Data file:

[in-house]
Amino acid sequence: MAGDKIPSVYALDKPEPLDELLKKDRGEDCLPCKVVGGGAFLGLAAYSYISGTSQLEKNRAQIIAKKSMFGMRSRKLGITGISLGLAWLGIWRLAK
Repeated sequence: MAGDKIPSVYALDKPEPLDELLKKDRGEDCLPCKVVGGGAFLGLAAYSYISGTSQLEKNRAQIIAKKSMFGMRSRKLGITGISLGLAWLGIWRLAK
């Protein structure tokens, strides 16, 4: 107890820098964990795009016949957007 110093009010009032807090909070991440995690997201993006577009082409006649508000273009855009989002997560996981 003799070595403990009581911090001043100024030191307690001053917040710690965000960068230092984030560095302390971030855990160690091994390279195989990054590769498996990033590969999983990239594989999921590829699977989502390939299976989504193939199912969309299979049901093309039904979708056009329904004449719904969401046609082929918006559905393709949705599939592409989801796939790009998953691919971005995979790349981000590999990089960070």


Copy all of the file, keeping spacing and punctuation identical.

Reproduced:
[in-house]
Amino acid sequence: MAGDKIPSVYALDKPEPLDELLKKDRGEDCLPCKVVGGGAFLGLAAYSYISGTSQLEKNRAQIIAKKSMFGMRSRKLGITGISLGLAWLGIWRLAK
Repeated sequence: MAGDKIPSVYALDKPEPLDELLKKDRGEDCLPCKVVGGGAFLGLAAYSYISGTSQLEKNRAQIIAKKSMFGMRSRKLGITGISLGLAWLGIWRLAK
């Protein structure tokens, strides 16, 4: 107890820098964990795009016949957007 110093009010009032807090909070991440995690997201993006577009082409006649508000273009855009989002997560996981 003799070595403990009581911090001043100024030191307690001053917040710690965000960068230092984030560095302390971030855990160690091994390279195989990054590769498996990033590969999983990239594989999921590829699977989502390939299976989504193939199912969309299979049901093309039904979708056009329904004449719904969401046609082929918006559905393709949705599939592409989801796939790009998953691919971005995979790349981000590999990089960070």